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Geek Chic: Smart Women in Popular Culture

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3.27 of 5 stars 3.27  ·  rating details  ·  26 ratings  ·  4 reviews
Using popular culture as a fertile environment for challenging the stereotype that the most brilliant geeks or nerds must be men, the essays in this book demonstrate how the popular media repeatedly affirms stereotypes of femininity while paradoxically challenging the stigmatization of smart women. Contributorssalute a wide range of popular characters and real female role ...more
Paperback, 202 pages
Published May 15th 2007 by Palgrave Macmillan
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Geneva
I shouldn't put off writing reviews because I forget details, but my general impression was that I liked this book very much while, at the same time, noticing that some of the points it made were perhaps picking and choosing a bit more than is totally fair. I wish I could remember concrete examples of what I mean, but I remember thinking at a few points through this book that if the character they were using as an example had acted completely oppositely, the writer would still have found a way t ...more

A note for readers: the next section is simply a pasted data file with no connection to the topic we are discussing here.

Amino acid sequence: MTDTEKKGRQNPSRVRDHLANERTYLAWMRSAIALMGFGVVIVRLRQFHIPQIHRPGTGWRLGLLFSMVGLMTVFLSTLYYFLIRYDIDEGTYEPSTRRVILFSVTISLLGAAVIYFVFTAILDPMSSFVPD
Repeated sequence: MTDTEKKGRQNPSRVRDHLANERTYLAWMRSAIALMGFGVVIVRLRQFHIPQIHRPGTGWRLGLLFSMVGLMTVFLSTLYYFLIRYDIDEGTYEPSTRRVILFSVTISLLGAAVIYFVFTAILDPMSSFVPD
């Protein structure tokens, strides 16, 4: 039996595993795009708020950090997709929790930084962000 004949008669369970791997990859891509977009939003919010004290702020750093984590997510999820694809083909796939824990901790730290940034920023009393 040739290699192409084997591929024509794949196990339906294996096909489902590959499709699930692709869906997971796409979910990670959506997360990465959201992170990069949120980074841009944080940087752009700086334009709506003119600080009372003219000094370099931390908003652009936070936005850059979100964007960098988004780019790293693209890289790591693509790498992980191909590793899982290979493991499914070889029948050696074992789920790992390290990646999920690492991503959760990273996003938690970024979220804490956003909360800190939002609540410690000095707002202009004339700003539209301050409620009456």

Elise
I approve of the overall idea. I would have appreciated this book much more if I had ever seen the shows mentioned. Originally, I picked this book up because of the Gilmore Girls reference and I enjoyed the chapters about Dead Like Me and Bewitched. But the rest? I get the gist of the show from the chapters.

Pop culture references aside, the idea that women are rarely portrayed as capable and intelligent is fascinating. I thoroughly enjoyed the explanations and research.
Judith
Sep 26, 2007 Judith rated it 3 of 5 stars
Recommends it for: Fans of pop culture and feminism
Shelves: nonfiction
I'm currently reading this collection of essays about "smart women in popular culture". I'm find the quality a bit variable--the essay of "Bewitched" was a huge disappointment, while the ones on "Gilmore Girls" and slacker young women ("Wonderfalls", "Dead Like Me" and "Joan of Arcadia") were terrific.


Beth
I picked this up because of the chapter that references Gilmore Girls, but all of the essays were thought-provoking, entertaining, and educational.
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